The state legislatures and Congress must become more aware of the impact of digital technologies on the citizens, residents, and businesses of the United States. This will necessarily include education, briefings, and technical information from researchers and users of the Internet.
All computer and network security methods rely on cryptographic technologies in one form or another. Congress must remove impedimentssuch as the current classification of all cryptographic technologies as munitionsto domestic production of cryptographic methods. If the technologies cannot be exported, then U.S. companies are at a disadvantage in the world market.
Recognition of digital communications as ''protected speech" as defined in the Constitution would significantly clear the currently muddied waters and greatly simplify the legislative and law-enforcement burden.
"Jurisdiction" is also a current problem. Consider the case of Kevin Mitnick: He was a fugitive from the Los Angeles area, allegedly intruded into computers in the San Francisco area, but was actually in Seattle and Raleigh.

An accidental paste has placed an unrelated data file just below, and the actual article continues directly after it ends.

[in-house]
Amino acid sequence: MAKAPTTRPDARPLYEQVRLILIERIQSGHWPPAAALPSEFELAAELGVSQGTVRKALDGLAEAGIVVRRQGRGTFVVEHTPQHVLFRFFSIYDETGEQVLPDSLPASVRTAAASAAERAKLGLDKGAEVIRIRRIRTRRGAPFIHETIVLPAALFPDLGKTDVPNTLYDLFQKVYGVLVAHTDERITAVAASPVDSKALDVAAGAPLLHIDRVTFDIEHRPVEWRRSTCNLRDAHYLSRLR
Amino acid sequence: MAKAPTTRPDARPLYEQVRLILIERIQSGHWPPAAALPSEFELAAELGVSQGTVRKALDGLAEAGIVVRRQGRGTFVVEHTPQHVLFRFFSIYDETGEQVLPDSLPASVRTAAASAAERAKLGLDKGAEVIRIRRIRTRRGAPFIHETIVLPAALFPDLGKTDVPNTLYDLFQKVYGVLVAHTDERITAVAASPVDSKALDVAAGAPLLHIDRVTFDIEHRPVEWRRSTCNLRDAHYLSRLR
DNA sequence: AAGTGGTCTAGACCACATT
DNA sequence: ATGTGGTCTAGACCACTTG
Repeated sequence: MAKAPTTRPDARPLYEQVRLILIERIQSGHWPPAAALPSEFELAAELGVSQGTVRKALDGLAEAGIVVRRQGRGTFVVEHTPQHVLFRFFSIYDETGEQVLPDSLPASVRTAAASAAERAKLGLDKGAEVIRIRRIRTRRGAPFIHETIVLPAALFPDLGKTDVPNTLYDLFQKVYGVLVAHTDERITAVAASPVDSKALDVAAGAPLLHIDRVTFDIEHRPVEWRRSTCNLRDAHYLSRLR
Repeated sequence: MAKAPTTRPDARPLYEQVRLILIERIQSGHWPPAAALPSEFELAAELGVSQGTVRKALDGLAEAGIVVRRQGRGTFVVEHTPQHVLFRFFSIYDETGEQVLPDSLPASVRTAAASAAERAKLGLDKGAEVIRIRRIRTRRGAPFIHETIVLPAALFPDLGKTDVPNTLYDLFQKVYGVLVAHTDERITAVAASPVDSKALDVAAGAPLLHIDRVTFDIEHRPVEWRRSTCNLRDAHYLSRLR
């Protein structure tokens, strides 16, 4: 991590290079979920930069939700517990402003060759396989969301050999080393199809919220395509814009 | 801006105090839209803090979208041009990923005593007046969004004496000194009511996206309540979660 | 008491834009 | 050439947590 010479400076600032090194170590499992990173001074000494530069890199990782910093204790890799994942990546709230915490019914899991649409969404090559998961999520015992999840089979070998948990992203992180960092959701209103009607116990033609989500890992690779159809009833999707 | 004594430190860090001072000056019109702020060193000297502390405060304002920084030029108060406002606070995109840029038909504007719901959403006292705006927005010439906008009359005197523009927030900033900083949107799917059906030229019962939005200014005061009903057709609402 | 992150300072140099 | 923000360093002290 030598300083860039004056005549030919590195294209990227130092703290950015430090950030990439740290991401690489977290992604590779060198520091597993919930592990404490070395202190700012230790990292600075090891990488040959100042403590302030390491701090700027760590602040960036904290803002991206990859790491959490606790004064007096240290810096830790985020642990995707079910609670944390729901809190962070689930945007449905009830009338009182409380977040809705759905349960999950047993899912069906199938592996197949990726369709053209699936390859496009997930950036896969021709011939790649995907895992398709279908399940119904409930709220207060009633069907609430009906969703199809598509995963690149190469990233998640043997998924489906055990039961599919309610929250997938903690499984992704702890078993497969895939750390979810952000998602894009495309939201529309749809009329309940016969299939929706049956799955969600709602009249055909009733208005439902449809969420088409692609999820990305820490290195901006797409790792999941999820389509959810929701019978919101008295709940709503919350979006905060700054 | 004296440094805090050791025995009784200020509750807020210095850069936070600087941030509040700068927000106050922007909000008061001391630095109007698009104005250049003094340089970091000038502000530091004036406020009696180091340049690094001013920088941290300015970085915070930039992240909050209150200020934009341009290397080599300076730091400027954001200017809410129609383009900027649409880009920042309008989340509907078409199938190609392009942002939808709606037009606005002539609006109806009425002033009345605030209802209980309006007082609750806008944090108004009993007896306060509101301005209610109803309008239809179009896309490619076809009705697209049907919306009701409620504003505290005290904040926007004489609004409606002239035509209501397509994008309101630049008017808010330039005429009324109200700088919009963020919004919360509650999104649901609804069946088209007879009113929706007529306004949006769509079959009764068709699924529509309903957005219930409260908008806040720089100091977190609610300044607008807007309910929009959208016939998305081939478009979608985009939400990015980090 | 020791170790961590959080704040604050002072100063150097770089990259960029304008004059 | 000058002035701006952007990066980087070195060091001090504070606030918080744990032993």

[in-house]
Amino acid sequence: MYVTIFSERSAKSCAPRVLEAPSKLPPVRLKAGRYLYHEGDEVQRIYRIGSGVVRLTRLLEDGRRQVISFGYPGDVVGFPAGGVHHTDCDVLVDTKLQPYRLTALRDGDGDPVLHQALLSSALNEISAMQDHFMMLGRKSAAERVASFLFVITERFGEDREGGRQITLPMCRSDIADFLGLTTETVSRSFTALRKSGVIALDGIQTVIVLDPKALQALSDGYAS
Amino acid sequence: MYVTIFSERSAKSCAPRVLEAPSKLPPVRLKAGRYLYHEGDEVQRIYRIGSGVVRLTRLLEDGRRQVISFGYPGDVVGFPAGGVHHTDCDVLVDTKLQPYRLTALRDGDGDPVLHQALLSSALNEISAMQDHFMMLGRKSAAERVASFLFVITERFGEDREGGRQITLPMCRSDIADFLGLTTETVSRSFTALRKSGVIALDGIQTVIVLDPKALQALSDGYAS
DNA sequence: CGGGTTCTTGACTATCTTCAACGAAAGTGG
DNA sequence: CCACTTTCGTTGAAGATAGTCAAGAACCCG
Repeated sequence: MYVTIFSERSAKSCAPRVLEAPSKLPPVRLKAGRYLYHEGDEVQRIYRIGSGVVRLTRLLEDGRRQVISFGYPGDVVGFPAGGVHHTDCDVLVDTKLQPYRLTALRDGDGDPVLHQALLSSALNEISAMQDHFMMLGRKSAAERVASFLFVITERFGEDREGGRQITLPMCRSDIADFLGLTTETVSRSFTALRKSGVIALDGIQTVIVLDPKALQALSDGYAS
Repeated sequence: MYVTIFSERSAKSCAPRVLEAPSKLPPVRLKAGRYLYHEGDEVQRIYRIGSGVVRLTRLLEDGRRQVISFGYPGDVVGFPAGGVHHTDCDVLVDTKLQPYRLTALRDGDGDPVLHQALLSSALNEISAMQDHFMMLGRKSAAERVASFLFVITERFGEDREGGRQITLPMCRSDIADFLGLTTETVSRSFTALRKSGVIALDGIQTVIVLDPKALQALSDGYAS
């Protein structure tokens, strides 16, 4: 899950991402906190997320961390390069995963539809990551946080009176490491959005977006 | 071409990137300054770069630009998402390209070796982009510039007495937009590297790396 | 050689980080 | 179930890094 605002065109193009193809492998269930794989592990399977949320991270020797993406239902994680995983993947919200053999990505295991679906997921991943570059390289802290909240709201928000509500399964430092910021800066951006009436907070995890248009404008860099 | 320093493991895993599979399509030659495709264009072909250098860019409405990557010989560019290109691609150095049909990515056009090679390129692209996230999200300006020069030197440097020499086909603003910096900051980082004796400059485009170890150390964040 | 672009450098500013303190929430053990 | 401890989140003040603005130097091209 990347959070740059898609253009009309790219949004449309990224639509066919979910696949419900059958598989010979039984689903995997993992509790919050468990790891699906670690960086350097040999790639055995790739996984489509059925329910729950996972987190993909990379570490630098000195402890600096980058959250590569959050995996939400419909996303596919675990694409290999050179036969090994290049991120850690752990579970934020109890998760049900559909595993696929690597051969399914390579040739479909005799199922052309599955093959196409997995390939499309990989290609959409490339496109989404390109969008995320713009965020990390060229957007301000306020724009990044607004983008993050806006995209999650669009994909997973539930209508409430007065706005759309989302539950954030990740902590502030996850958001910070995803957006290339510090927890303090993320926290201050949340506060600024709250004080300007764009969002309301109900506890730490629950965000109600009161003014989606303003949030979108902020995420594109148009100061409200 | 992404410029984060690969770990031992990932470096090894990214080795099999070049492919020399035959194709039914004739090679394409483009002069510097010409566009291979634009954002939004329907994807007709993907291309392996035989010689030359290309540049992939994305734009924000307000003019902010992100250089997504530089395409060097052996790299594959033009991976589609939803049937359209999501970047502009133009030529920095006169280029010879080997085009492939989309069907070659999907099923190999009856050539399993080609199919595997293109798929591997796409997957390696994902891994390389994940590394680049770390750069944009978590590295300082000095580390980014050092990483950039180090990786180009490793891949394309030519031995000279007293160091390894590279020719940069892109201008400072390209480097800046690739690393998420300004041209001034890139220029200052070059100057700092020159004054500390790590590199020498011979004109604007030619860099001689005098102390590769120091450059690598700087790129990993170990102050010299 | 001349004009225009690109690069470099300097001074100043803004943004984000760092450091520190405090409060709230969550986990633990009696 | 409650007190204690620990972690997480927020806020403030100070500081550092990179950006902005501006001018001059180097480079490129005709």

The law-enforcement landscape is going to change. Along with new technologies for fighting computer crime will come an increased burden for investigation. Education of law-enforcement agents to include computer crimes and methods will help, but it seems inevitable that private computer security investigators will play an increasing role in the prevention, detection, and investigation of computer-related crimes.
Hafner, Katie, and John Markoff. 1991. Cyberpunk. Simon and Schuster, New York.
Farmer, Daniel, and Eugene H. Spafford, "The COPS Security Checker Systems," Proceedings of the Summer USENIX Conference, pp. 165–170, June 1990.
Stoll, Clifford. 1989. The Cuckoo's Egg. Doubleday, New York.
Tzu, Sun. 1963. Art of War. Oxford University Press, Cambridge.
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